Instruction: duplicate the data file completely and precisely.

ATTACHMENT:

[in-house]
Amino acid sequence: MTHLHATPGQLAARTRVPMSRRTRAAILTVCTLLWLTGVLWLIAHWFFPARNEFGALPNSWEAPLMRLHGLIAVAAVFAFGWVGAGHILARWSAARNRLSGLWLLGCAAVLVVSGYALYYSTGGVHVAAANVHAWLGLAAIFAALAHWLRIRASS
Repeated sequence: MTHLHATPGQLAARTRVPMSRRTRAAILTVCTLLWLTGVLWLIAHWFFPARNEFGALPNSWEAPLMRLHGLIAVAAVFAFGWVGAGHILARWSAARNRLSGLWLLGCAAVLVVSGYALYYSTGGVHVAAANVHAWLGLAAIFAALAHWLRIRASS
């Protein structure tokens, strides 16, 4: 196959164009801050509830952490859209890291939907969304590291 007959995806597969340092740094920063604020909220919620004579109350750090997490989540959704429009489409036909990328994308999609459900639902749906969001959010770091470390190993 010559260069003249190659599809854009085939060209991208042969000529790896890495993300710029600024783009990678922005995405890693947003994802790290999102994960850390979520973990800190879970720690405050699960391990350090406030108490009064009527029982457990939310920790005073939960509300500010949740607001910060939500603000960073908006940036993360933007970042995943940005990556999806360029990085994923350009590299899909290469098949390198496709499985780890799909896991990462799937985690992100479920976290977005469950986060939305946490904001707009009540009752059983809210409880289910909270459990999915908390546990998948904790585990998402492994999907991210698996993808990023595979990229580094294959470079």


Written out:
[in-house]
Amino acid sequence: MTHLHATPGQLAARTRVPMSRRTRAAILTVCTLLWLTGVLWLIAHWFFPARNEFGALPNSWEAPLMRLHGLIAVAAVFAFGWVGAGHILARWSAARNRLSGLWLLGCAAVLVVSGYALYYSTGGVHVAAANVHAWLGLAAIFAALAHWLRIRASS
Repeated sequence: MTHLHATPGQLAARTRVPMSRRTRAAILTVCTLLWLTGVLWLIAHWFFPARNEFGALPNSWEAPLMRLHGLIAVAAVFAFGWVGAGHILARWSAARNRLSGLWLLGCAAVLVVSGYALYYSTGGVHVAAANVHAWLGLAAIFAALAHWLRIRASS
């Protein structure tokens, strides 16, 4: 196959164009801050509830952490859209890291939907969304590291 007959995806597969340092740094920063604020909220919620004579109350750090997490989540959704429009489409036909990328994308999609459900639902749906969001959010770091470390190993 010559260069003249190659599809854009085939060209991208042969000529790896890495993300710029600024783009990678922005995405890693947003994802790290999102994960850390979520973990800190879970720690405050699960391990350090406030108490009064009527029982457990939310920790005073939960509300500010949740607001910060939500603000960073908006940036993360933007970042995943940005990556999806360029990085994923350009590299899909290469098949390198496709499985780890799909896991990462799937985690992100479920976290977005469950986060939305946490904001707009009540009752059983809210409880289910909270459990999915908390546990998948904790585990998402492994999907991210698996993808990023595979990229580094294959470079």